I spend a lot of time working on the adoption of the Open XML Formats,
For IT organizations, it can be a daunting task to migrate document formats in Office, and it the benefits are not always immediately obvious. Microsoft spent a fair bit of time on tools / guidance to make the introduction of Open XML easier, and I’ll drive deep on those in future posts. But I wanted to use this opportunity to discuss one of the primary reasons why you should let Open XML in, and how it can help. This will be the first in a 3 part series on file size reduction, document “sanitization” and improvements in document format security.
A tangible benefit of Open XML is file size reduction. Reducing file sizes means lower storage costs and reduced bandwidth consumption. Particularly for those paying for bandwidth on a meter, this can be quite helpful.
Why are Open XML Files smaller? With Open XML, and the Open Packaging Conventions, the file architecture is much more modular and is compressed using a ZIP archive. Storing XML content in a ZIP container lends itself very well to compression, so we do see great results for text-intensive documents like documents and spreadsheets. The benefits don’t translate as well for presentation files, because those tend to be image-intensive (and therefore do not benefit from ZIP compression), but even those are smaller.
The data in this post is a preview of a more comprehensive study we’re working on, but I thought I’d share some of the early returns. There’s no real magic in the study, it’s a pretty simple project. If you want to try this for yourself, you can do what we’re doing: use your favorite search engine / content store to retrieve 100 documents each for word processing (Word 97-2003), spreadsheet (Excel 97-2003) and presentation (PowerPoint 97-2003) format documents, and convert them to Open XML. Results will always vary slightly depending on your data set, but the results should be somewhat consistent with what we’re showing here.
You can do the document conversion using the desktop products, or the Office Migration Planning Manager (and the Office File Conversion tool, specifically), which has a command line interface. Other conversion tools are also available. Quality / results will vary depending on the translation environment.
This post will only discuss the Word documents converted using Word 2007, but the data will illustrate the survey results clearly.
Word Documents: Converting .DOC to .DOCX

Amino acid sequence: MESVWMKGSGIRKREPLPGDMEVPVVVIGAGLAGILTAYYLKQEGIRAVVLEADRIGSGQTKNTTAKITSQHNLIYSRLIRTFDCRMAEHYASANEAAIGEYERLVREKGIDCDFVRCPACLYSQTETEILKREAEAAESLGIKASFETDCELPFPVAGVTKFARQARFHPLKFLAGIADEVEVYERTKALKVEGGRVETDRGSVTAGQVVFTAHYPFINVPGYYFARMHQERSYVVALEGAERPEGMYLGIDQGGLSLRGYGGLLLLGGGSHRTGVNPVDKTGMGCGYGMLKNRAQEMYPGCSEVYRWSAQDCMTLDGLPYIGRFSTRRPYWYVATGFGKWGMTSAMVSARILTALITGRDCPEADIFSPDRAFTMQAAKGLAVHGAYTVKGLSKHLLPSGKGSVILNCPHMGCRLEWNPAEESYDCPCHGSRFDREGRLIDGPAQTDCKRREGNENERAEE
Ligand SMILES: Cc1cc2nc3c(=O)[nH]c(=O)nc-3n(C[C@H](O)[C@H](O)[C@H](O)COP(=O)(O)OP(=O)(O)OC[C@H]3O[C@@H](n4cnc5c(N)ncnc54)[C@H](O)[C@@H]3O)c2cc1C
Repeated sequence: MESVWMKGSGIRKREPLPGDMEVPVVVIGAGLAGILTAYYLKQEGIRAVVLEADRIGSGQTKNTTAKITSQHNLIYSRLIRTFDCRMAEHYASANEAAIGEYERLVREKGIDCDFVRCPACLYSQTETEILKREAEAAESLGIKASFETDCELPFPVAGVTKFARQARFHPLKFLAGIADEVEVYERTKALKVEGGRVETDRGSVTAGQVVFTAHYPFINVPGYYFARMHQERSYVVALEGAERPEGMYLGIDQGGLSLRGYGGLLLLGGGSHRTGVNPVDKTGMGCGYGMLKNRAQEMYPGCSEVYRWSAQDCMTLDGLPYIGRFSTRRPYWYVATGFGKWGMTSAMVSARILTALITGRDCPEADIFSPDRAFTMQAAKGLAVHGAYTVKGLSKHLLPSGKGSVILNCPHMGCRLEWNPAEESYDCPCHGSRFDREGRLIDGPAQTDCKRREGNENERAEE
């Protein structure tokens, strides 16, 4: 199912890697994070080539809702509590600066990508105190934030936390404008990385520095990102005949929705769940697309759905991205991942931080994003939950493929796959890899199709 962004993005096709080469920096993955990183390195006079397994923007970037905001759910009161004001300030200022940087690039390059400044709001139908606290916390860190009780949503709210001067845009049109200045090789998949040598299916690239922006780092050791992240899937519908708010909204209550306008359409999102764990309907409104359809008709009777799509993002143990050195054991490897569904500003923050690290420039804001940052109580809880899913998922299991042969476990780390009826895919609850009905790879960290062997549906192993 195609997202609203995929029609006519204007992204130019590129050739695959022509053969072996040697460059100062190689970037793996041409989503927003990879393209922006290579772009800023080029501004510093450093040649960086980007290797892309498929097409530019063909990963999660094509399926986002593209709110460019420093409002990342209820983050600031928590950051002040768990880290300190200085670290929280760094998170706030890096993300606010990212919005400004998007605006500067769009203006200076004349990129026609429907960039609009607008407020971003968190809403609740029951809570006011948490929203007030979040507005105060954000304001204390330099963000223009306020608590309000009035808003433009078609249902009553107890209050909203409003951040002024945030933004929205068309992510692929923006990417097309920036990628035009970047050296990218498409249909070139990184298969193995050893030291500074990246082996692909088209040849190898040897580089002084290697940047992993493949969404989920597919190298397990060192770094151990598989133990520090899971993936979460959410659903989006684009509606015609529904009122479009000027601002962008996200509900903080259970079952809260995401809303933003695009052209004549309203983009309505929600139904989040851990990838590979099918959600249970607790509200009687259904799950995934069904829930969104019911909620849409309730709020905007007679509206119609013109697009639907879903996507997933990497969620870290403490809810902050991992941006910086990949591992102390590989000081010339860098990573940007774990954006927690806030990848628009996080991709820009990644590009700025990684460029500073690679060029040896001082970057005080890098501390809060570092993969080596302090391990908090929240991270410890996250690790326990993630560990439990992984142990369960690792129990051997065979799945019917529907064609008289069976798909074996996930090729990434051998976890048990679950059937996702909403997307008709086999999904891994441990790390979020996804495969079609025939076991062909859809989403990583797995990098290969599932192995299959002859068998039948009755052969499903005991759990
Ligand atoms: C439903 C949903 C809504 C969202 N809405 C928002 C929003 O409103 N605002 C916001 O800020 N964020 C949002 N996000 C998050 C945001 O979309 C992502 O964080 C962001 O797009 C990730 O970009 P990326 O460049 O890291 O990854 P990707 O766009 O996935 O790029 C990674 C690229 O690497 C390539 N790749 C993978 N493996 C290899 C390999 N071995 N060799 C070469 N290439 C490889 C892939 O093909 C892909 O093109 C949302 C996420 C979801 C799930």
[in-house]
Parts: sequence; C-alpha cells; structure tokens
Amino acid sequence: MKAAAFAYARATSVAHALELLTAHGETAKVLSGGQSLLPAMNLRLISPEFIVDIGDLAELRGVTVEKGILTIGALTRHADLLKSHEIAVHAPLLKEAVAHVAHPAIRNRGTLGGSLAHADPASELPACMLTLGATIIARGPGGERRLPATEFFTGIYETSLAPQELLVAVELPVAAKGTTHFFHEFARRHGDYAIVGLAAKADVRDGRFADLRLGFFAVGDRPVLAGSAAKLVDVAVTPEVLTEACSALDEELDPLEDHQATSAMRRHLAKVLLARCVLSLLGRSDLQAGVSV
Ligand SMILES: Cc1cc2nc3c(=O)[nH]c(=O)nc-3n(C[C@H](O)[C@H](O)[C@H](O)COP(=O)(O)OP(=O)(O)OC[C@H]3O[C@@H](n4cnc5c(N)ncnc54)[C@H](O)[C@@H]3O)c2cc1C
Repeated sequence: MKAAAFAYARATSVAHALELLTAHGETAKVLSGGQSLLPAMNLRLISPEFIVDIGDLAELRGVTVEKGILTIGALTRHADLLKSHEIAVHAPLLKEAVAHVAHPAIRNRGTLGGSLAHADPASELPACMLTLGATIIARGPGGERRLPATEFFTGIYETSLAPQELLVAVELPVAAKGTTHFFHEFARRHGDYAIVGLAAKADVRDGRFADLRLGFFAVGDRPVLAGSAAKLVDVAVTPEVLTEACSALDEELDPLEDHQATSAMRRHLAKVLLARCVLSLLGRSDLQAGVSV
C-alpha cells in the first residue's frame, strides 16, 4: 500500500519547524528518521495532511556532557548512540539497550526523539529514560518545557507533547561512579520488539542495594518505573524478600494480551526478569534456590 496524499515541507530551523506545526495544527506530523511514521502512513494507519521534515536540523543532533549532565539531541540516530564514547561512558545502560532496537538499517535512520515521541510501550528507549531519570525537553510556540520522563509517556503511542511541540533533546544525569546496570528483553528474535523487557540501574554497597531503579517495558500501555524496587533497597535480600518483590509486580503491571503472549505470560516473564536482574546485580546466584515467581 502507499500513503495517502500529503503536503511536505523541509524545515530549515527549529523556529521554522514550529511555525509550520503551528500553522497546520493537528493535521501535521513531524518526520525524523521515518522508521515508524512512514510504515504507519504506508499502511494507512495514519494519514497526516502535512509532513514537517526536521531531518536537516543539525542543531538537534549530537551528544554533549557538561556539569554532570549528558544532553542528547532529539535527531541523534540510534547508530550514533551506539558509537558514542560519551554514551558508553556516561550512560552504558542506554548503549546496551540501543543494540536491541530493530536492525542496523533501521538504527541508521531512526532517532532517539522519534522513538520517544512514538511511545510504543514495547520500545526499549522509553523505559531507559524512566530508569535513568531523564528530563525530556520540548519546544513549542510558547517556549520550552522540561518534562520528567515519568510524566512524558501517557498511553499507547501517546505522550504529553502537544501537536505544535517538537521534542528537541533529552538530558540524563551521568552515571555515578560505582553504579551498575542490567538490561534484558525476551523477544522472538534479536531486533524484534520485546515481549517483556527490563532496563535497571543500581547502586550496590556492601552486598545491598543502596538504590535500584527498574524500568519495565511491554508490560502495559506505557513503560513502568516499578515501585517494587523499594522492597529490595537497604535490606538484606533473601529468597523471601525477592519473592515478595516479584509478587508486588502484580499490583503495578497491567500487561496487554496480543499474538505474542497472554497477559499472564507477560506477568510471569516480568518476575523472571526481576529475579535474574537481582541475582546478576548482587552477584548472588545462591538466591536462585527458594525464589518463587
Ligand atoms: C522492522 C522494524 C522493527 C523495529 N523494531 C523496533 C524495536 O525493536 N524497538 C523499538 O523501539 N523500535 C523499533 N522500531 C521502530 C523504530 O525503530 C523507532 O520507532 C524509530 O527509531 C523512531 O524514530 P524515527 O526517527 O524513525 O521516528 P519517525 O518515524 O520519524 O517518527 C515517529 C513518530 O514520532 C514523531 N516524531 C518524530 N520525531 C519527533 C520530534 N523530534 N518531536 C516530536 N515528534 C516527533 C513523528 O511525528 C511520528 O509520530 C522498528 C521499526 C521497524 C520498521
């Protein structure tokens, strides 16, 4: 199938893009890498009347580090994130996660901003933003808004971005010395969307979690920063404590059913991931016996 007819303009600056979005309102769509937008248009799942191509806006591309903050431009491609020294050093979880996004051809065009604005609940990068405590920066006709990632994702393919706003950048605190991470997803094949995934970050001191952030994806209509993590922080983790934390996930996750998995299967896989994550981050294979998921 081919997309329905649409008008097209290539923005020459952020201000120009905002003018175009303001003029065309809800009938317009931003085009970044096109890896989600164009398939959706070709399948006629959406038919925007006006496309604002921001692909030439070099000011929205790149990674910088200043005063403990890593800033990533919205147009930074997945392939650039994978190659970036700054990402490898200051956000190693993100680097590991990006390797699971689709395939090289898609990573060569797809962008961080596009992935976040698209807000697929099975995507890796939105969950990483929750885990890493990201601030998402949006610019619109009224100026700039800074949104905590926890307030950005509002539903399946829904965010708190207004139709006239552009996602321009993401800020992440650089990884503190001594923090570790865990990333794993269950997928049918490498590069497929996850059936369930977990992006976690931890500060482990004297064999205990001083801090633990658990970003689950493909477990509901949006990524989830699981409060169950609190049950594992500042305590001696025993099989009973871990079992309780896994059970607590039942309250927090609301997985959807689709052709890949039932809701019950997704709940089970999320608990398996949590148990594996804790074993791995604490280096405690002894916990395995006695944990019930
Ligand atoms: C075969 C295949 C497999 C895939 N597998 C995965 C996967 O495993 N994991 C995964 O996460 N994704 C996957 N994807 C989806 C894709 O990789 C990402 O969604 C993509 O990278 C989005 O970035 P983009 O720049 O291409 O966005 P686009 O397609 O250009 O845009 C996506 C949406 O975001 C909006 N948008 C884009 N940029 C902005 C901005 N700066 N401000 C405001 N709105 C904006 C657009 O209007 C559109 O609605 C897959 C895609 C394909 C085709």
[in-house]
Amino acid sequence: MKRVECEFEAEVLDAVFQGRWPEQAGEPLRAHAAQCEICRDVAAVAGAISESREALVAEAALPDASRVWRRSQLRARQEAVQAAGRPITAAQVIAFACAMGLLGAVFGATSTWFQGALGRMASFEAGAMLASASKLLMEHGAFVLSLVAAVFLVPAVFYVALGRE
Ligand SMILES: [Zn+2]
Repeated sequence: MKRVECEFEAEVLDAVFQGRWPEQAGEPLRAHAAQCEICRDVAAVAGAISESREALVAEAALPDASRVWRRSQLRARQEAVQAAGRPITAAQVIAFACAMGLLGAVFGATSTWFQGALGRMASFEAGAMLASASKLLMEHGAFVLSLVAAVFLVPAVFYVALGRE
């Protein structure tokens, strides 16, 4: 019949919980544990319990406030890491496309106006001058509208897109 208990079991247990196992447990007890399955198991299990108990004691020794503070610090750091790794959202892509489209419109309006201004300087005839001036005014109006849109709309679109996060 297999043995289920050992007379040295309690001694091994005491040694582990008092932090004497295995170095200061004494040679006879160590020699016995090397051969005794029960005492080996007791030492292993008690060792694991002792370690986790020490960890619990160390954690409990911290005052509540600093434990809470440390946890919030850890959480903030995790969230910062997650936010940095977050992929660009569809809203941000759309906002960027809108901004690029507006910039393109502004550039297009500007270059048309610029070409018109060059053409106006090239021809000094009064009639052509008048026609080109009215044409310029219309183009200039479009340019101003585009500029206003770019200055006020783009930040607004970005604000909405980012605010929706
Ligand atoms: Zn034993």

A median size reduction of 52% for documents is quite significant, and translates to real savings for disks and network traffic. We can assume a linear correlation between document size and the number of packets transmitted over a network; therefore we can assume a similar result in bandwidth consumption (bandwidth consumption data will be published in the final paper as well.)
Don’t believe it? – try this simple test:
Create a simple document in Word 2007. A great way to generate sample text in Word is by using a formula: “=rand(10,5)”, where 10 is the number of paragraphs in your document, and 5 is the number of sentences per paragraph. You can use this formula to generate documents of increasing length. In doing so, the benefit of compression in Open XML becomes instantly clear. I conducted this test 5 times, on documents ranging from 10 paragraphs of text to over 60 pages. (I have attached them here for you to use.)
I simply added the text, saved the file in binary format first, then saved the file again as Open XML. There is no formatting (beyond my default template, no tables, images or anything other than simple paragraphs.) As the documents increase in length, the benefit of compression is obvious:
Sample file name
This isn’t to say that 5,000 page documents stored using Open XML are going to be 1 – 2 % of their original size, but this is to point out that it is very easy to demonstrate real space savings with Open XML. Depending on the nature of the documents you are creating, especially if they are text-intensive, the size difference can be quite dramatic.
We’ll eventually publish the full data set in a more detailed (and scientific) white paper, and the paper will publish in late January. But as an introductory post, I thought I’d make this an easy one, with a pretty clear benefit. I’ll let you work out the math for your own storage & bandwidth savings, but if you can ask yourself “what would I gain if my files were half of their current size?” – I’ll bet the answer will usually be a good one.